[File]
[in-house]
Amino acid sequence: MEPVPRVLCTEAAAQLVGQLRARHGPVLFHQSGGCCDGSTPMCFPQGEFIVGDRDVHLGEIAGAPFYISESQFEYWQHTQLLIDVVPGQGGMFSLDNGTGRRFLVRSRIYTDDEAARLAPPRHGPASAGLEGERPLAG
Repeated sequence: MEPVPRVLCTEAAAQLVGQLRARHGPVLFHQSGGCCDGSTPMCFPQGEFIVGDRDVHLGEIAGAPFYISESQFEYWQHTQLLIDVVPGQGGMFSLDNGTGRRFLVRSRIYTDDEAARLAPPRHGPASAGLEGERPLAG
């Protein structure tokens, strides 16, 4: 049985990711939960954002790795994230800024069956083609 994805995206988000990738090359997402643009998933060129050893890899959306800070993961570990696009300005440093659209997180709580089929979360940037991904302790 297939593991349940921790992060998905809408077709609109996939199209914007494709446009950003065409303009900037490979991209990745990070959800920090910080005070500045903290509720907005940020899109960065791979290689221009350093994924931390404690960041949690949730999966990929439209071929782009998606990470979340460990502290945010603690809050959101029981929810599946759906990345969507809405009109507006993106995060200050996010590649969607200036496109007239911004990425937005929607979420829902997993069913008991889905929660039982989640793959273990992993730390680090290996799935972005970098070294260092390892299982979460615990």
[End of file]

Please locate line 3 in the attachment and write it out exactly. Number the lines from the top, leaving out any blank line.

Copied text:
Repeated sequence: MEPVPRVLCTEAAAQLVGQLRARHGPVLFHQSGGCCDGSTPMCFPQGEFIVGDRDVHLGEIAGAPFYISESQFEYWQHTQLLIDVVPGQGGMFSLDNGTGRRFLVRSRIYTDDEAARLAPPRHGPASAGLEGERPLAG